SelflessSingleton

30 Days of Haskell

May 25, 2015 » 4 minutes (731 words)

I recently attended Lambda Conf 2015. Coming from a dynamically typed background of working mostly in Ruby and Clojure, I had only a superficial understanding of type theory and how it applies to functional programming in languages like Haskell and Purescript. I had some vague idea that static typing in a functional programming context would result in better, easier to reason about, and easier to maintain code, but I hadn't experienced it enough first-hand to confidently say yes to these claims. I'd like to clarify that I still have a superficial understanding of type theory, however, the certainty and confidence one gains by working in a statically typed language is very different than dynamically typed languages, even if those dynamically typed languages are functional like Clojure. The confidence and certainty of type safety at compile time provides guarantees for free that I would otherwise have to write many tests to achieve. If for no other reason, I see statically typed functional programming as the way forward because it results in less code, is more resilient to change, and provides a near universal language for describing very abstract ideas with precision and brevity.

The big turning point in my thinking was a result of hearing Chris Allen describe an experience of debugging some problematic code in Clojure. A 250 line namespace was buggy, and it wasn't clear why. All the tests were passing, but debugging took a few developers and a few hours, and numerous `println` statements to understand that malformed data was propagating through the code due to vector implementing Clojure's IFn interface. I have personally experienced the pain of debugging Clojure projects whose tests pass, but errors abound at runtime. And I can attest that in all of the runtime errors I have debugged in Clojure, the heart of the problem was a type issue. All of those issues could have been easily avoided had the functions had a compile time type check. I can also attest that a majority of the tests I write for Clojure code deal with directly or indirectly verifying input and output types, with few tests validating the correctness of business logic.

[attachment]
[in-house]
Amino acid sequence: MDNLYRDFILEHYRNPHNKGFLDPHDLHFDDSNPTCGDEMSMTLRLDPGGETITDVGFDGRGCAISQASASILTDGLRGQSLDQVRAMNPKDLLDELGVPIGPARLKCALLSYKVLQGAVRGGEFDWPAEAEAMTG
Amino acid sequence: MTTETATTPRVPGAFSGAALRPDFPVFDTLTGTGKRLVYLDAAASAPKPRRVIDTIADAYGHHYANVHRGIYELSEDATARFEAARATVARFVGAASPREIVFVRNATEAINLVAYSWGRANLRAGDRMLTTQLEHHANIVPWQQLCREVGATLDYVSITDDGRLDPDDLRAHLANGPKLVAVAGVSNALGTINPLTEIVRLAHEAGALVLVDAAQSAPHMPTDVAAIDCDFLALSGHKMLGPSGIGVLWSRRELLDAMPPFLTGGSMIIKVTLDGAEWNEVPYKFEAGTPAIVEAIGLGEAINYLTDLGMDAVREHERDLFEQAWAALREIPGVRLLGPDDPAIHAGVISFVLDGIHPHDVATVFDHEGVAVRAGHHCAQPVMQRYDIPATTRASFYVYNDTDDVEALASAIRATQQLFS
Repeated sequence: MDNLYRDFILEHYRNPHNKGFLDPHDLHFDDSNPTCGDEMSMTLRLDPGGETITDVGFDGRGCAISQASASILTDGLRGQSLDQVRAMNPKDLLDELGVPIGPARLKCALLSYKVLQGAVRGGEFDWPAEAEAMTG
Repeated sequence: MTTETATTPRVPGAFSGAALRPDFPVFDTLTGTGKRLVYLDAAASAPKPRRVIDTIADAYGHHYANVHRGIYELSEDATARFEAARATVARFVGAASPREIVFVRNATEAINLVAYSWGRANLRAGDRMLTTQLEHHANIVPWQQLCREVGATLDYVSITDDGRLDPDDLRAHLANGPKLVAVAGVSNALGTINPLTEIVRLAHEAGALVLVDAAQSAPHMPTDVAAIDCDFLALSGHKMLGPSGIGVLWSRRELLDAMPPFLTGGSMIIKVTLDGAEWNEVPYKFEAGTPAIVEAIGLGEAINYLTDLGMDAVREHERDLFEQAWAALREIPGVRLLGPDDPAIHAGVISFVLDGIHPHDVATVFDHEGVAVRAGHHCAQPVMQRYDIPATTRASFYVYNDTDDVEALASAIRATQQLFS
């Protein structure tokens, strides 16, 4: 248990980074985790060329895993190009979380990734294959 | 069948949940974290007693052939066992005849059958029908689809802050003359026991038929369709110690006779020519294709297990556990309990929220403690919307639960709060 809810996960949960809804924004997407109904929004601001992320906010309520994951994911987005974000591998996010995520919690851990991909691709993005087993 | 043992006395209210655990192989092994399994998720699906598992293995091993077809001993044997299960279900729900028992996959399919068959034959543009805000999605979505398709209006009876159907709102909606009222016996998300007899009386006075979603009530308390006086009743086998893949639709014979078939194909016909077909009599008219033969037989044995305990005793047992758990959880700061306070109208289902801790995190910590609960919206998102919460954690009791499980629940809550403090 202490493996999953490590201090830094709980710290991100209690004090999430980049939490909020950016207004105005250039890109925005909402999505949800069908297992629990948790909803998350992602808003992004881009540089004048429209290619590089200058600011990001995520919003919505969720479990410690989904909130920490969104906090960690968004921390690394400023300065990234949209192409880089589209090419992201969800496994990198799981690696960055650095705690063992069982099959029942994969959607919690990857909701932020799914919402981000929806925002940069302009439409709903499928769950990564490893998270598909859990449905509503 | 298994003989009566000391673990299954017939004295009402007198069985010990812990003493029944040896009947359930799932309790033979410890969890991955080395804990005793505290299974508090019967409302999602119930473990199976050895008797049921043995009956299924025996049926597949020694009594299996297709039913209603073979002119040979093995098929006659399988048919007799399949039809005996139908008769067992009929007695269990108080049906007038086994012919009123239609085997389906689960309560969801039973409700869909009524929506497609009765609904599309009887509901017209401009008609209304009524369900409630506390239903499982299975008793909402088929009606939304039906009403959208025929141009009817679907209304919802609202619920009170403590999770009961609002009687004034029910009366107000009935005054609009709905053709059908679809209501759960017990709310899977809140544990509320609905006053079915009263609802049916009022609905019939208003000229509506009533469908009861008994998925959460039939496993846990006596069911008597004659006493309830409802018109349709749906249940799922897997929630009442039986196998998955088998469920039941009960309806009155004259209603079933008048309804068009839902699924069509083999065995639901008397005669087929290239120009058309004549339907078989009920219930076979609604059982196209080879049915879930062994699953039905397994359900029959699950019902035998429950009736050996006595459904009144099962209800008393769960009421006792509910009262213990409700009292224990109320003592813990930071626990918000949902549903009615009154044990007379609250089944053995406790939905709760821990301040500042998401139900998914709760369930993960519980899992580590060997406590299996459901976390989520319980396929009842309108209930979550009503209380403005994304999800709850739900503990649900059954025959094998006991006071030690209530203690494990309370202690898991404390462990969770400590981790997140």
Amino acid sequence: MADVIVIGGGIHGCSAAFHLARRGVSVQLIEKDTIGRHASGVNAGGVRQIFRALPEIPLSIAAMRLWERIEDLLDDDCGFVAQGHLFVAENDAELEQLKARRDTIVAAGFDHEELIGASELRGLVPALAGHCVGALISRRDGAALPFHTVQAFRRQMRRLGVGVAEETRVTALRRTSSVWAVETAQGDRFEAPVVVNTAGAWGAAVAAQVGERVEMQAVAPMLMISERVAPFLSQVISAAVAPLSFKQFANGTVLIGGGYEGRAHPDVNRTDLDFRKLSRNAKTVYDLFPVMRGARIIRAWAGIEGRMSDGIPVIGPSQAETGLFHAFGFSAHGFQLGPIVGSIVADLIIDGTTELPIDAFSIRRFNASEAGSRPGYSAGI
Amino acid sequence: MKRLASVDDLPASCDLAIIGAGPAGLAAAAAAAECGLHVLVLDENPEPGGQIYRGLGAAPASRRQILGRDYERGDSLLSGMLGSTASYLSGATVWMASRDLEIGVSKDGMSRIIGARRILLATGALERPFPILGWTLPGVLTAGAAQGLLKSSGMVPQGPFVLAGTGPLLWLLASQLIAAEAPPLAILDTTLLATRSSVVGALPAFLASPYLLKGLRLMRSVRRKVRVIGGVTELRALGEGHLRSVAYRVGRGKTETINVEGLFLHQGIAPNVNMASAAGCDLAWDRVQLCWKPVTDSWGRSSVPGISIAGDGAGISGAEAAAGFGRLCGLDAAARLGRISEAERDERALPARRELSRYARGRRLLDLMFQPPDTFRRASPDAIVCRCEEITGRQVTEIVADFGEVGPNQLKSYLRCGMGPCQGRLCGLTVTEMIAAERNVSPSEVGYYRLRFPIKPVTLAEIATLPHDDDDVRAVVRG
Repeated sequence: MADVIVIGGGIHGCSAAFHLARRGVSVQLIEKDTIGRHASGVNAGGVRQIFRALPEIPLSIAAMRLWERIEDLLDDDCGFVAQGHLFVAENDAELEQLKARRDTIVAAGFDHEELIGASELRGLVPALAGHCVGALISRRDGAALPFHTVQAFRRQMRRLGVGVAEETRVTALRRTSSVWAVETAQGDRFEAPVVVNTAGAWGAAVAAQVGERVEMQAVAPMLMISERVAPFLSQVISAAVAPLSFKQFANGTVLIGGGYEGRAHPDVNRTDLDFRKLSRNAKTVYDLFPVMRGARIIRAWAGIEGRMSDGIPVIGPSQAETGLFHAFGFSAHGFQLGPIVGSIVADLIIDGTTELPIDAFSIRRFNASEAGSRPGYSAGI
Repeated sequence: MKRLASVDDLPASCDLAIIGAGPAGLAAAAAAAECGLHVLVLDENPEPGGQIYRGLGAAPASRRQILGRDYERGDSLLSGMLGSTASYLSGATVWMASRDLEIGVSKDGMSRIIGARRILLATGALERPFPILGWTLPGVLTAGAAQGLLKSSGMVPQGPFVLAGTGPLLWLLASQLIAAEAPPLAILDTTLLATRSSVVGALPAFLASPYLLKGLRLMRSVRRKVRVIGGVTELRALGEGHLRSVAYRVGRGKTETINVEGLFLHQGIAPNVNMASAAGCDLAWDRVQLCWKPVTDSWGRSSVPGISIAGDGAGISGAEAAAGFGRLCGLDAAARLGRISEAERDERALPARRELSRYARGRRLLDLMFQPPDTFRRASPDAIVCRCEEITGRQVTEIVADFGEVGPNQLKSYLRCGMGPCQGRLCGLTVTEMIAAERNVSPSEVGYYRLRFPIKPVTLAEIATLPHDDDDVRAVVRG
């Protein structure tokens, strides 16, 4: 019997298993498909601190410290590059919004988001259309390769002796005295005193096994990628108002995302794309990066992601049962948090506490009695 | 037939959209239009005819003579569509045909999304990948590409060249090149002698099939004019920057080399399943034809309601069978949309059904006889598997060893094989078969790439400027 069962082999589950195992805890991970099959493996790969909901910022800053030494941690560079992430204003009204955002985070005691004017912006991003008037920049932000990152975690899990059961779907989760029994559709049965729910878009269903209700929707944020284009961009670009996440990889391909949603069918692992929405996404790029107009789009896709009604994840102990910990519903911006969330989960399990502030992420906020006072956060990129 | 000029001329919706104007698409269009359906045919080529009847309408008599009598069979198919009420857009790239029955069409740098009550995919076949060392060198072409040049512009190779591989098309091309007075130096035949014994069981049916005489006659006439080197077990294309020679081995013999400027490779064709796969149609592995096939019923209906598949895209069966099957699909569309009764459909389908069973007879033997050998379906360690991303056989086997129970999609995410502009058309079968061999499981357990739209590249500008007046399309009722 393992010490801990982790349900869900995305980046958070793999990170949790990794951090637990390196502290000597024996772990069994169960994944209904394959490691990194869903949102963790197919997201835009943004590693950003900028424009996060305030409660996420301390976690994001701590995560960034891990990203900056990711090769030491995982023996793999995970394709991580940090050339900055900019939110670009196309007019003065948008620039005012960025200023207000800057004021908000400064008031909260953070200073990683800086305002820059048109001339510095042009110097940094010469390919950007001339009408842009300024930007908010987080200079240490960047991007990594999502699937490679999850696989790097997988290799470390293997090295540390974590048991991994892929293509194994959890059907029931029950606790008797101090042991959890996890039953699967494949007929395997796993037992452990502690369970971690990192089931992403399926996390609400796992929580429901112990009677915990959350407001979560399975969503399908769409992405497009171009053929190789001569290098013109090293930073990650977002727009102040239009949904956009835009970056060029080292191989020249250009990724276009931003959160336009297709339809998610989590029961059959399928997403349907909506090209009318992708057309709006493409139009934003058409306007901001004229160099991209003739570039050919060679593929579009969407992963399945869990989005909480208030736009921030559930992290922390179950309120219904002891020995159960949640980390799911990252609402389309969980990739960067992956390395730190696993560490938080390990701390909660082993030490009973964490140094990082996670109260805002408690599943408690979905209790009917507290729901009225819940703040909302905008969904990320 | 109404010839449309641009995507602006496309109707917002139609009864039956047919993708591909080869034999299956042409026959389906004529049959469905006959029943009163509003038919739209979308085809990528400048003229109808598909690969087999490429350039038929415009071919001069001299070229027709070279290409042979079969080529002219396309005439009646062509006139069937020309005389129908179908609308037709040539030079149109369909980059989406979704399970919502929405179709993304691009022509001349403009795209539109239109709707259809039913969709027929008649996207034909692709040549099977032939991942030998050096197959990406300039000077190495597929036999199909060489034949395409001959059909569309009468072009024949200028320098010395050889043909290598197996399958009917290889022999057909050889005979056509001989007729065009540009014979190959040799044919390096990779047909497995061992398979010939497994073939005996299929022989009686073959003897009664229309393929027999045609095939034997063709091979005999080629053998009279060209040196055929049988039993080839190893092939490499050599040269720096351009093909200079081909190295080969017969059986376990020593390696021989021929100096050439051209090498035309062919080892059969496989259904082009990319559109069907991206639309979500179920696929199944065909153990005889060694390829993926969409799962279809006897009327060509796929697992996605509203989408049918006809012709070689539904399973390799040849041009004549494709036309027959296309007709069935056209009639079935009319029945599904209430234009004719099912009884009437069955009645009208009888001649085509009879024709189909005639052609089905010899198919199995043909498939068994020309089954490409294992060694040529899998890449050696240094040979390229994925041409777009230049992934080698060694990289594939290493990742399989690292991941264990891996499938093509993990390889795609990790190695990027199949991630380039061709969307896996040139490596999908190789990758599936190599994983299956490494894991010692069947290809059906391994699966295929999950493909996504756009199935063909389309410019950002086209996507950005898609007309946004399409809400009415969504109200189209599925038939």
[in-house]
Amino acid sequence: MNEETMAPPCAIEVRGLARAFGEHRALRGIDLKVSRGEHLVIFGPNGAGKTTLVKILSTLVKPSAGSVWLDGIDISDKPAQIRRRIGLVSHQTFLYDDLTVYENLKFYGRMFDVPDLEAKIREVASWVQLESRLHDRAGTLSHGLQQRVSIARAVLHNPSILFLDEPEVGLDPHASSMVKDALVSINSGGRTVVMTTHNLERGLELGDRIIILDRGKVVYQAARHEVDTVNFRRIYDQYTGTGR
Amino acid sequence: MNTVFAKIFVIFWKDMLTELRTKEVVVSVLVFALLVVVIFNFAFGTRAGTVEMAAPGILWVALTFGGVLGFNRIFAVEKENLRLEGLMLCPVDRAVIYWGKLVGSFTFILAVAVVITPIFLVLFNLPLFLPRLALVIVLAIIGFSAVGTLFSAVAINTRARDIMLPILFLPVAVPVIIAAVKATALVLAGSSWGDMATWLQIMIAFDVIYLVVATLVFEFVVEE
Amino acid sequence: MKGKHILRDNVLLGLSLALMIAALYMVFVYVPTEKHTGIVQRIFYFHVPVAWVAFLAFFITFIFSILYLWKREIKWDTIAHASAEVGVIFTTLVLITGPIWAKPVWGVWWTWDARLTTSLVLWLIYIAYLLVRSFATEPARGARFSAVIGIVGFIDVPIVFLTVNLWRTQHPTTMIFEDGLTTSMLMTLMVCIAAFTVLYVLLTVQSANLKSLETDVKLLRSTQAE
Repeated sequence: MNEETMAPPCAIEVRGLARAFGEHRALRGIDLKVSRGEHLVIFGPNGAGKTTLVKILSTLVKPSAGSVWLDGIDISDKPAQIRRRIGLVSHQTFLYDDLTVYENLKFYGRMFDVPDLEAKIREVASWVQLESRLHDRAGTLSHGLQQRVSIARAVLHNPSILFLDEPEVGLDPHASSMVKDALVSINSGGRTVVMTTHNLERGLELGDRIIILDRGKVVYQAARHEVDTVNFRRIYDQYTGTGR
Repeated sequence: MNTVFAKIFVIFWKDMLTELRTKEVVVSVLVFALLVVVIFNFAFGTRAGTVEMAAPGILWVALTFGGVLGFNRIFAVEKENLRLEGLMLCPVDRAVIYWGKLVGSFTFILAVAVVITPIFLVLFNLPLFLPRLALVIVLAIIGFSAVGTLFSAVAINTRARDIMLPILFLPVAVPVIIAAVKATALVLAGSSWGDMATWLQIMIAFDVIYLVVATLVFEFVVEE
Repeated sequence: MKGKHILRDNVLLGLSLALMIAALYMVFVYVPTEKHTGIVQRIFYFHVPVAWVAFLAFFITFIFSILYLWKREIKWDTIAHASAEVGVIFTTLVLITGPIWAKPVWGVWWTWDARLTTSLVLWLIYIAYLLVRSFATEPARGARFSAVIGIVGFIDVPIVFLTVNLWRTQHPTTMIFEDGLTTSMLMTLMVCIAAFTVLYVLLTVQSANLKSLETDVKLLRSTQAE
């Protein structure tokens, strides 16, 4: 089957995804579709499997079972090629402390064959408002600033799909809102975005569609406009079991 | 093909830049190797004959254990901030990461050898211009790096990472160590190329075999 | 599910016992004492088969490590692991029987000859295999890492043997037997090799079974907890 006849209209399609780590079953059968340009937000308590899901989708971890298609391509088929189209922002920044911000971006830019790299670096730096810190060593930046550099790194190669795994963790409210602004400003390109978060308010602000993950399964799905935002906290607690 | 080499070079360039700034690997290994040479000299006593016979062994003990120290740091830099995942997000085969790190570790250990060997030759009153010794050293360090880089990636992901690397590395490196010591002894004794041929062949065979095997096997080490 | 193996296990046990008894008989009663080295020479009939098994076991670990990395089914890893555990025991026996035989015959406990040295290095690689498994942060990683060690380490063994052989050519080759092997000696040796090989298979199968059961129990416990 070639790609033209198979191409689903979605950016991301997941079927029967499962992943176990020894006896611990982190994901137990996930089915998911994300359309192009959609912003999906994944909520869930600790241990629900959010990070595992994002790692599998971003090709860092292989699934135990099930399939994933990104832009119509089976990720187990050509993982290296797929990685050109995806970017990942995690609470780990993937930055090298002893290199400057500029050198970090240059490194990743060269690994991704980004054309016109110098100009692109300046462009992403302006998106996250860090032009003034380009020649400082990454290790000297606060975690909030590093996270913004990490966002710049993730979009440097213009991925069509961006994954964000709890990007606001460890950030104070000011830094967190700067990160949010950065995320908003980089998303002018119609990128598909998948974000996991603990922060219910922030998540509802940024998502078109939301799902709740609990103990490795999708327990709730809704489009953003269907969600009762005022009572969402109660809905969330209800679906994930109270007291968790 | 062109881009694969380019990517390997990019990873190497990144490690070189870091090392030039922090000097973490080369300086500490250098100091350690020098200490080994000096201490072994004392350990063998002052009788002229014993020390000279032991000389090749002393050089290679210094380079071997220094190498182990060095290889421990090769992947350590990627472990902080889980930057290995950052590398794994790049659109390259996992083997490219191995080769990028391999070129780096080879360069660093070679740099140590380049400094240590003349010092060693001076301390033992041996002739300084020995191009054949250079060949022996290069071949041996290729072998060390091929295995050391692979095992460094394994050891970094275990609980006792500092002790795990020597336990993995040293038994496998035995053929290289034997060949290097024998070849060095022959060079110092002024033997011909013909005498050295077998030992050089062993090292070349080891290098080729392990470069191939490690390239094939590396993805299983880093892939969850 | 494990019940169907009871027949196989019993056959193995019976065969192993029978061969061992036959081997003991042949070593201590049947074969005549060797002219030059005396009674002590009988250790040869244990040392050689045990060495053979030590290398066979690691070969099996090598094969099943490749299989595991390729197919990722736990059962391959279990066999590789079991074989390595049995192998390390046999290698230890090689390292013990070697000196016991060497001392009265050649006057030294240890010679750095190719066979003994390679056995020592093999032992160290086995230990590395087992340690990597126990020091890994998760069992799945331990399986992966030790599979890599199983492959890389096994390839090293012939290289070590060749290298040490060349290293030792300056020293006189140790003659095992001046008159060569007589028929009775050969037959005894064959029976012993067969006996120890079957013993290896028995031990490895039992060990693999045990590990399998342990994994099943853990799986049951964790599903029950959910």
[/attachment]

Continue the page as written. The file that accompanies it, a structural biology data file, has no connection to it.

Throughout the conference, I learned of many new ideas and terms, usually related to type theory. After the conference, I feel inspired to devote a chunk of each day to learning more about Haskell and Purescript, and want to find a balance between working in and exploring those languages, while also reading and studying Haskell Programming From First Principles and the various papers it suggests for further reading. Additionally, I'd like to try my hand at studying Category Theory and refresh my understanding of Proof Theory, although that is a stretch goal. The reason for refreshing Proof Theory is to prepare for potentially exploring Idris, a dependently typed functional programming language that allows for some degree of specifying logic in the types themselves, which then allows the programmer to "prove" the correctness of a program by making "propositions" about expressions involving those types, and then showing that the propositions hold true using a variety of proof tactics such as induction. I have but the most simple and superficial understanding of Idris, but in seeing a demonstration of its power via a workshop at Lambda Conf, Idris sticks out to me as a potential future for statically typed functional programming.

My goal is simple: learn as much as I can about Haskell and its many related concepts and ideas before I begin a graduate program in Predictive Analtics at Depaul beginning in 40 days. My intuition tells me that Haskell's type system would lend itself well to various types of data analysis and machine learning techniques, however the core instruction will likely be in languages like R and Python. Considering that most data analysis is a series of transformations of the raw data, so that it can be easily processed and reduced or mapped over with various functions, the domain of data analysis lends itself very well to functional programming. Ideally I would love to come out of formally studying data analysis and statistics with a strong ability in applying these techniques in Haskell or Purescript, and if I'm able to make good headway, perhaps can also prove the correctness of data analysis programs using Idris...

Happy λ!